Getting teens on the college track
While college serves as an excellent opportunity for young adults to further their education and receive training that will get them started on a career path, the admissions process is becoming more and more competitive.
Therefore, it is important for parents to become informed of how to ensure their child is on the right track toward continued education after high school.
Planning for college actually begins in middle school, when eighth grade students work with their guidance counselor to create a four-year plan for high school. Part of the focus of this planning is to determine whether the student wants to go to college, technical school or straight to work.
Parents should talk openly with their kids about these options and discuss which high school courses they will need for the track they choose. Freshman year of high school is a great time for students to begin a list of college possibilities and discuss them with their parents. This discussion should include what students are looking for in a college experience, such as location, cost, area of study, extracurricular opportunities in which the student wants to be involved, and philosophy of the institution. While many teenagers may not know the exact career they want to pursue, most will know the general direction they want to take, such as focusing on an education in the arts, sciences or foreign languages.
As students move through tenth and eleventh grade, they will take college entrance exams, narrow down their lists and set up visits to the colleges to which they are planning to apply. Applications for admission should be sent in early fall of their senior year. Colleges not only review grades and test scores, they also look for students who challenge themselves, have varied interests and can communicate their goals.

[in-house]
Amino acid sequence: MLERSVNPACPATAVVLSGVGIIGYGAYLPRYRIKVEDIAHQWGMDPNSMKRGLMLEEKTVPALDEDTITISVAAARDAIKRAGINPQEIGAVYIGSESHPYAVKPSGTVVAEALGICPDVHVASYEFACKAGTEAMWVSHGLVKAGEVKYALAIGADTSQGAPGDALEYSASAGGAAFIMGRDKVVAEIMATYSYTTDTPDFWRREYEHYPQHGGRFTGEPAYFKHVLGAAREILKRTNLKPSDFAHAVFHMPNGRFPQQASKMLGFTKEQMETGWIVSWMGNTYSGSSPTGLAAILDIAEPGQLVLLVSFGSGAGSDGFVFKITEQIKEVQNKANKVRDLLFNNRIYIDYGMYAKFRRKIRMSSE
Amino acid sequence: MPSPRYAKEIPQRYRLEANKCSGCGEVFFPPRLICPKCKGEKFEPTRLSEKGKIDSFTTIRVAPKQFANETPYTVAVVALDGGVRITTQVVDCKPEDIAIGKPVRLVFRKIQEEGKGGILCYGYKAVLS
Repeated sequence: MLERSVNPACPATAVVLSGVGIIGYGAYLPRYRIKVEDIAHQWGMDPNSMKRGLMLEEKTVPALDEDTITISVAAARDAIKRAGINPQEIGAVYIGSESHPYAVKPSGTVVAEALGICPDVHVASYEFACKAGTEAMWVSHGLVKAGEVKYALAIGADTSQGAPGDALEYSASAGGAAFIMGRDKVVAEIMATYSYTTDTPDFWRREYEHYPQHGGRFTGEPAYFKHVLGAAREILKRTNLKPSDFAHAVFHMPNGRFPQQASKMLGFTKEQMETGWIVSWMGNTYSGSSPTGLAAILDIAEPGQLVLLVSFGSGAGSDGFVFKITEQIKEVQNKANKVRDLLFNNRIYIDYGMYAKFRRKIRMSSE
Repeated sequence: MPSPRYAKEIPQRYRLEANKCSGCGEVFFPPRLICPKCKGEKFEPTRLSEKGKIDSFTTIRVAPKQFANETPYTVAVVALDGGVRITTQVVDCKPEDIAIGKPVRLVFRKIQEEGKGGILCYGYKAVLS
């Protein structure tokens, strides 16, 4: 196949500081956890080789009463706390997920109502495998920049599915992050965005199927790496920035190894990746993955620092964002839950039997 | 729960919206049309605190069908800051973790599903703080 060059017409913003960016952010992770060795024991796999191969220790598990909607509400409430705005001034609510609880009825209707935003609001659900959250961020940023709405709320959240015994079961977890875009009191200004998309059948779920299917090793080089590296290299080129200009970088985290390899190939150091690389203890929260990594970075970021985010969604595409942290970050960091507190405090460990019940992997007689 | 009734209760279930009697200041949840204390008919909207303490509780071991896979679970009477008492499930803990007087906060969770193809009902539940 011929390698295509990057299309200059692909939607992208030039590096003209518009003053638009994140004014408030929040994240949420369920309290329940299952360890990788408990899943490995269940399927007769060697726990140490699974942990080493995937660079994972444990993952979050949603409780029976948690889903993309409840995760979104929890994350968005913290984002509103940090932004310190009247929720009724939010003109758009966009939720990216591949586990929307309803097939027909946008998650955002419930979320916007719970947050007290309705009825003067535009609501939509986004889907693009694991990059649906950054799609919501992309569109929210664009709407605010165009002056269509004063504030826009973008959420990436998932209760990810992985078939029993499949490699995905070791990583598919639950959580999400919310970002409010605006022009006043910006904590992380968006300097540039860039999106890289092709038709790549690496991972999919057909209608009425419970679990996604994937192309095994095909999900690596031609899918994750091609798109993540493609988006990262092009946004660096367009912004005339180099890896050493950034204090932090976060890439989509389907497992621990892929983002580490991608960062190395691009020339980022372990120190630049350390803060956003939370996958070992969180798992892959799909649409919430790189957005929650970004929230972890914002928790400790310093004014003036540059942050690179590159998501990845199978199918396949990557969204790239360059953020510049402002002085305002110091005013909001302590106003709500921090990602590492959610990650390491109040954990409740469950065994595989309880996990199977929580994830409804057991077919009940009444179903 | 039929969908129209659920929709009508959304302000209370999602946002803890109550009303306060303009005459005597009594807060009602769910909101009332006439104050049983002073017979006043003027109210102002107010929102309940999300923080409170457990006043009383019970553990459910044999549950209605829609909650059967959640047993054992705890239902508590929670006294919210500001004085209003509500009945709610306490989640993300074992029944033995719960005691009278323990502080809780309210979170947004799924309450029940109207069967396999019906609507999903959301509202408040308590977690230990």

When choosing courses, students should choose classes that are challenging, but also interesting to them, to increase the likelihood of success and good grades in the course. Students should also get involved in clubs and activities at school, and seek out summer jobs, camps or leadership opportunities to demonstrate discipline, interests and character to colleges.
Throughout the process, it is important for parents to offer their teenager guidance and support to give them the encouragement they need to succeed after high school in whichever path they choose.
Regina Alexander is a licensed counselor at Cone Health Behavioral Health Hospital, specializing in mood disorders. She received a Bachelor of Arts in Psychology from Greensboro College in 2002, and earned a Master of Social Work from the joint program at University of North Carolina Greensboro and North Carolina A&T University in 2007.